How to handle feedback — Good, bad or ugly

From the moment you become a graphic designer, feedback is one of the first things you have to learn how to deal with. It seems that everyone has an opinion on what we do and it comes usually from all over the place.

Most times, we get good feedback and this is true as we’re starting out, because there’s a lot of things that we have to absorb and learn and deal with.

But over time, you’re going to get some bad feedback from a client or boss. You might even get some ugly feedback!

There’s a lot of good information out there on working with good feedback. We also deal with good feedback really well, so that won’t be the focus here.

But the bad and ugly feedback isn’t fun. It’s easy to be put off by it or take it personal when someone is firing it at us.

So what do you do?

Don’t take bad feedback personal or be defensive about it

This might be the most difficult thing to do, especially as you hear somebody be ranting and tearing into something. It’s easy to want to scream and jump or tell them that they’re wrong. Everyone wants to stand up for what they do, and that’s just fine!

But the sign of a mature designer is to sit and listen to that feedback and not interrupt it. In some cases, I found by doing this, it slows the person down. Remember, they have to listen to what they’re saying too! Sometimes, they may get to the point where they soften their tone a little bit.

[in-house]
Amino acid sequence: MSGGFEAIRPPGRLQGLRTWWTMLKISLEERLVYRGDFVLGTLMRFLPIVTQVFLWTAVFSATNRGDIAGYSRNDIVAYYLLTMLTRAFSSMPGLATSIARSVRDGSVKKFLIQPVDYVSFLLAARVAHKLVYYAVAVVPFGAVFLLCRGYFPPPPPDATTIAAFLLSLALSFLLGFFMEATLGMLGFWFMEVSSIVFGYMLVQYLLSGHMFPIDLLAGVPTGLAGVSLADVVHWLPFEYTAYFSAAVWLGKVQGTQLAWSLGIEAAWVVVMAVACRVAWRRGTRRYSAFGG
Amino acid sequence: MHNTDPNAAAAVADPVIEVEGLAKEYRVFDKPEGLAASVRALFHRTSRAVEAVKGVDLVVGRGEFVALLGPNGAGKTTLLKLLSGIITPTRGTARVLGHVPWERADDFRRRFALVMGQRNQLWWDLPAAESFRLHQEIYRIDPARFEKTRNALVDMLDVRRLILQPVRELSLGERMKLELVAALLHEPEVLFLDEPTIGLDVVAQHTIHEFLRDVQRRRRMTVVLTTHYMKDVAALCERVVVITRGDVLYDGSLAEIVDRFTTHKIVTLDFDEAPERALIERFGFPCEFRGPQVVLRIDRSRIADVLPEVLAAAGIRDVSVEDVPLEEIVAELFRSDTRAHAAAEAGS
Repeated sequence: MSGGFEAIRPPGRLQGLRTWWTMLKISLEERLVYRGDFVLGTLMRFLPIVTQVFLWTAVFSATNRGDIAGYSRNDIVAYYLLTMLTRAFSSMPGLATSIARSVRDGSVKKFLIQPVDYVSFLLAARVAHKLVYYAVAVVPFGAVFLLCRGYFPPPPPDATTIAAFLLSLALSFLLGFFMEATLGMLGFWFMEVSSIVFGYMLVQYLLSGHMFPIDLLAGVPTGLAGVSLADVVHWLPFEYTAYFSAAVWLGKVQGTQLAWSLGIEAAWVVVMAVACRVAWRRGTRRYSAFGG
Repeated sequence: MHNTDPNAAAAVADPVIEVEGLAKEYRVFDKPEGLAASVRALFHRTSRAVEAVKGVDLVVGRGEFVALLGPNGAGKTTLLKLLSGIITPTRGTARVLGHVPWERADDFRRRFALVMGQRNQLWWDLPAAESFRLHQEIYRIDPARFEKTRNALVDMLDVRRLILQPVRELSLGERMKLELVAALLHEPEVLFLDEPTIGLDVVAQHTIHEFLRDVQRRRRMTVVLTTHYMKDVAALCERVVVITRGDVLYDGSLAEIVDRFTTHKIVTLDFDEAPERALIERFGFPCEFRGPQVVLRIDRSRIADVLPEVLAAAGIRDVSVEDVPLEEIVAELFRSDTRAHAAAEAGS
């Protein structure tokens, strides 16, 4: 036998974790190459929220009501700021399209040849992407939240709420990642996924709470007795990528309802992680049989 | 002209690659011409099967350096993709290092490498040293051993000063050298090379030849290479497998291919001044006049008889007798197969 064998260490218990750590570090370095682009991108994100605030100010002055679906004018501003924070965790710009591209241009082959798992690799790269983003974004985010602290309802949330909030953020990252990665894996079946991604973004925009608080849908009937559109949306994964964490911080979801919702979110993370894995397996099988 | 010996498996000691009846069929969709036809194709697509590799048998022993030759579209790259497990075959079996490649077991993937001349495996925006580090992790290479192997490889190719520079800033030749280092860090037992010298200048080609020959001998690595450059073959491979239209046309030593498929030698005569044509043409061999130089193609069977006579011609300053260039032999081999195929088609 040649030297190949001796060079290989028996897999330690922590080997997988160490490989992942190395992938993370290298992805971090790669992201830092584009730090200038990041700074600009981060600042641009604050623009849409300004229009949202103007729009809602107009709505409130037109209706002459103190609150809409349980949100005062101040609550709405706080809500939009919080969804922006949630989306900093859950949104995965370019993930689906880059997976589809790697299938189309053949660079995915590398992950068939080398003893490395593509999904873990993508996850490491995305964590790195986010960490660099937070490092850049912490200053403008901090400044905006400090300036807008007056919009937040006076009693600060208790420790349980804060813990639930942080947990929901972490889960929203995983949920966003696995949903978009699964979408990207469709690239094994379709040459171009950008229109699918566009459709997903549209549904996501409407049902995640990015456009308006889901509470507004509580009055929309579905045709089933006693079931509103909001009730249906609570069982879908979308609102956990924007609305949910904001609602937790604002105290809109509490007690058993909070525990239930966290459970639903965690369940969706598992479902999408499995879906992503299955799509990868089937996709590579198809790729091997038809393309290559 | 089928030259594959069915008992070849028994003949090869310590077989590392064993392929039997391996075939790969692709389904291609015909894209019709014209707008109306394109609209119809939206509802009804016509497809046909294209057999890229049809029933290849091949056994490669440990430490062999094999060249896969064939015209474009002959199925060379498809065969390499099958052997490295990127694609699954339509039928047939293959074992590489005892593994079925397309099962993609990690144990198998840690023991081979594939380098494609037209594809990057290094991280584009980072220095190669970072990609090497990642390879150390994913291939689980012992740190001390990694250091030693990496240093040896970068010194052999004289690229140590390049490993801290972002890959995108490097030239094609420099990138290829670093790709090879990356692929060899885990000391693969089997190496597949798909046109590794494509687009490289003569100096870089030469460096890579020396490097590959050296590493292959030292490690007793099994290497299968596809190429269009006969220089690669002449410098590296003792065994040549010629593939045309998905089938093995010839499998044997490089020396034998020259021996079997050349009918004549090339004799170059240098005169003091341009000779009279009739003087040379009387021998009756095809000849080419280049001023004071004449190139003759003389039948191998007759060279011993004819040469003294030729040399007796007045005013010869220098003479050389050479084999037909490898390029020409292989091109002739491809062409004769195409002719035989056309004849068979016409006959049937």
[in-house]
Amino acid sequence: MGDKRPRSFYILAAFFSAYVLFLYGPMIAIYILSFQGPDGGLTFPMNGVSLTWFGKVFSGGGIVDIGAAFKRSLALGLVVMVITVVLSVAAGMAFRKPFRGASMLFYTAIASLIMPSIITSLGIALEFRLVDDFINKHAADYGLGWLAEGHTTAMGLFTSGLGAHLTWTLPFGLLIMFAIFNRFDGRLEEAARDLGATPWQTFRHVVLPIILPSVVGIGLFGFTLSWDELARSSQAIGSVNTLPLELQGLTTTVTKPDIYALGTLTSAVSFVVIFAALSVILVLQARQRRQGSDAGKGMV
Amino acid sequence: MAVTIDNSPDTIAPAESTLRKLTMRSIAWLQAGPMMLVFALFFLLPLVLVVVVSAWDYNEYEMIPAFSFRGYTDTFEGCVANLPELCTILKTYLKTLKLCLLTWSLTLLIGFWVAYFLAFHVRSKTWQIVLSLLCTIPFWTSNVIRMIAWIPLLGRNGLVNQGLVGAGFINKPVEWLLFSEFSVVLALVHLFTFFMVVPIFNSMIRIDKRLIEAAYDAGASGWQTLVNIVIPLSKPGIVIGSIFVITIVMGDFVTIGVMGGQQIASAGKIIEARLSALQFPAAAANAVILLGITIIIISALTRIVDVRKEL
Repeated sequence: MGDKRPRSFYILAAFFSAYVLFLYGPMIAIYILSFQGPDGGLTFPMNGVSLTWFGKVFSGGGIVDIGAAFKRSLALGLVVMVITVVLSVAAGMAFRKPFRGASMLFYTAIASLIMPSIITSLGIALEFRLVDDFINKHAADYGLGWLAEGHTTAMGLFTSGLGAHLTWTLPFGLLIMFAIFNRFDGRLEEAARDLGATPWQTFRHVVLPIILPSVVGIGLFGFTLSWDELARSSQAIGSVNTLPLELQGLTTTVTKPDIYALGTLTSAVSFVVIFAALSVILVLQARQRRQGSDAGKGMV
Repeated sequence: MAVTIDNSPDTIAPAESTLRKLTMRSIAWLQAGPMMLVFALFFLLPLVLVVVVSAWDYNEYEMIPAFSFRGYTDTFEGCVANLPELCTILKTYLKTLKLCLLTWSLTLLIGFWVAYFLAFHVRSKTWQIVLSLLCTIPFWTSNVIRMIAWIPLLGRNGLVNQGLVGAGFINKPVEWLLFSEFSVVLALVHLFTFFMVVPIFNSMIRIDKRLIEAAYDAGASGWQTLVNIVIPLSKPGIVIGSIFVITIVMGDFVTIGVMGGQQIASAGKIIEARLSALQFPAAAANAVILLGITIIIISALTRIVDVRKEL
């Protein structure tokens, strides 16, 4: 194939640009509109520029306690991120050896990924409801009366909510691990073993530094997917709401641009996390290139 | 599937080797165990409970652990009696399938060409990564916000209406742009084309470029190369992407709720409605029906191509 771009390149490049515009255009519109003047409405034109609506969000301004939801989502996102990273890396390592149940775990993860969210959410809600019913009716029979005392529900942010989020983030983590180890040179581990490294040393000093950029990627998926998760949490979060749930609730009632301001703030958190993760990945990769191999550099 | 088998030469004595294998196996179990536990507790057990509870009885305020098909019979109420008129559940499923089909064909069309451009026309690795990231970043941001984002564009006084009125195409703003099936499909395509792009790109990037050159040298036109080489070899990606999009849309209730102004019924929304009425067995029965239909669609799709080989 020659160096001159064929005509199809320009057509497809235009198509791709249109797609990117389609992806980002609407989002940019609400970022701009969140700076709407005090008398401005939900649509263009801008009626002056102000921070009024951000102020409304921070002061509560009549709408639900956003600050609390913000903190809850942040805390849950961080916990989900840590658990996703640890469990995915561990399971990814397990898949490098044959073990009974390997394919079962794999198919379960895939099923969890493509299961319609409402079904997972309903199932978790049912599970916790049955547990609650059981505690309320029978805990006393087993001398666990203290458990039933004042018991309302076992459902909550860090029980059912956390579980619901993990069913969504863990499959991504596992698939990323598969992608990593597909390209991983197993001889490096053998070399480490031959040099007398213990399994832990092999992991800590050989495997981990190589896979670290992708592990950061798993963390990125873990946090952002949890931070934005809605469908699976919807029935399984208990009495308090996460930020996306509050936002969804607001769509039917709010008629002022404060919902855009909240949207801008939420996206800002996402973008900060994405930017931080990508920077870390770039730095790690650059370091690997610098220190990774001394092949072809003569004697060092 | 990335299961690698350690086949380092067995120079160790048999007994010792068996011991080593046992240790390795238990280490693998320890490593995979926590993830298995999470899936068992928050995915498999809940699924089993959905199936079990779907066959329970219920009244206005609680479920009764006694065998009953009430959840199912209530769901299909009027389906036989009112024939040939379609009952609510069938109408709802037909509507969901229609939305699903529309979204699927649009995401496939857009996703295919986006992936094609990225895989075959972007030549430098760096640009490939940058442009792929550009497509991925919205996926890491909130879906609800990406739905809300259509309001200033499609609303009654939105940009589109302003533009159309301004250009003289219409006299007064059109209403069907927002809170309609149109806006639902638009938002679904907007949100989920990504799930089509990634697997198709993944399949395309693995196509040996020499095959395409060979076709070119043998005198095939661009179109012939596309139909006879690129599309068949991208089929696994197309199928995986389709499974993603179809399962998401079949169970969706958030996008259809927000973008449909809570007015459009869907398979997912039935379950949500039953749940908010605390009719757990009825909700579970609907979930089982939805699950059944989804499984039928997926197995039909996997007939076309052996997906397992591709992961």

Is the feedback accurate?

Are they really tearing into something that makes a lot of sense if you think about it? Or is it just an opinion?

I think a lot of people get this confused on both sides.

The person giving the feedback may think what they’re saying is true. The person disagreeing can feel the same about their perspective. When we’re getting critiqued, it’s tough to distinguish this right away. But its worth keeping in mind. Not all feedback is accurate.

What is the motive or intent?

In most cases, the bad and negative feedback loses its harshness little if the person giving it is trying to come from a good place or has good intentions.

If they get hyped up or passionate about something, or not have all of the pieces to the puzzle, it may become misguided. In this case, its easier to redirect the conversation and get some clarifying things from them. Dig more into what they mean. You can bring up more data carefully, if it helps. If the person is sincere, this typically goes well. 

If they don’t have a good motive or intention and I usually figure this out. I’d rather sit with a smile on my face and let them get it all out if it helps them feel better. Afterwards, I can decide if the advice is worth taking seriously or if I can move on with my day.

How can you take the feedback and move forward?

This is super easy to do and if the person giving feedback knows what they’re doing. They may give you some actionable steps if it’s bad feedback that has some truth or clout to it. 

You can take a step back and reconsider how that feedback helps you out. Maybe a different approach with a new persepctive helps. Talking it over with another colleague can help.

Whatever works for you, it’s worth processing honest feedback. We don’t always like to hear the bad, but sometimes its what we need to move forward.

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